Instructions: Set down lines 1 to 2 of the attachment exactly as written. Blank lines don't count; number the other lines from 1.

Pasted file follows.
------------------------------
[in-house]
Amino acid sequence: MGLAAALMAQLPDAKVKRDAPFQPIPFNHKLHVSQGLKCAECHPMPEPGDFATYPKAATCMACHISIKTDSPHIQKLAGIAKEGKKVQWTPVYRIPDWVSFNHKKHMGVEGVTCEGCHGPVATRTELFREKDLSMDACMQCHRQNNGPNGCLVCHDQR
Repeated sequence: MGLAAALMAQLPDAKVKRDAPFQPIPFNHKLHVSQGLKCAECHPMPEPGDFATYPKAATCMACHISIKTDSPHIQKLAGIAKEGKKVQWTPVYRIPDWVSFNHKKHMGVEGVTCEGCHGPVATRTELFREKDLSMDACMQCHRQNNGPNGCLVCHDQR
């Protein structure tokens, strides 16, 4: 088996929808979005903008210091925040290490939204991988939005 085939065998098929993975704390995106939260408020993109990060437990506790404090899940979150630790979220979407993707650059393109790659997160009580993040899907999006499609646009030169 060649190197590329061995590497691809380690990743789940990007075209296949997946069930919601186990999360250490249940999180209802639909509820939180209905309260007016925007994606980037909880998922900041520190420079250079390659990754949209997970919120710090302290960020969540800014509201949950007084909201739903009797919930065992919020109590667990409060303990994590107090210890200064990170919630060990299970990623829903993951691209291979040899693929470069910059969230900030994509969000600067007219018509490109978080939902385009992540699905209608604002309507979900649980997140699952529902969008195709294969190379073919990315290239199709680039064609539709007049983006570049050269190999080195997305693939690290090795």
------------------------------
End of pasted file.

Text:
[in-house]
Amino acid sequence: MGLAAALMAQLPDAKVKRDAPFQPIPFNHKLHVSQGLKCAECHPMPEPGDFATYPKAATCMACHISIKTDSPHIQKLAGIAKEGKKVQWTPVYRIPDWVSFNHKKHMGVEGVTCEGCHGPVATRTELFREKDLSMDACMQCHRQNNGPNGCLVCHDQR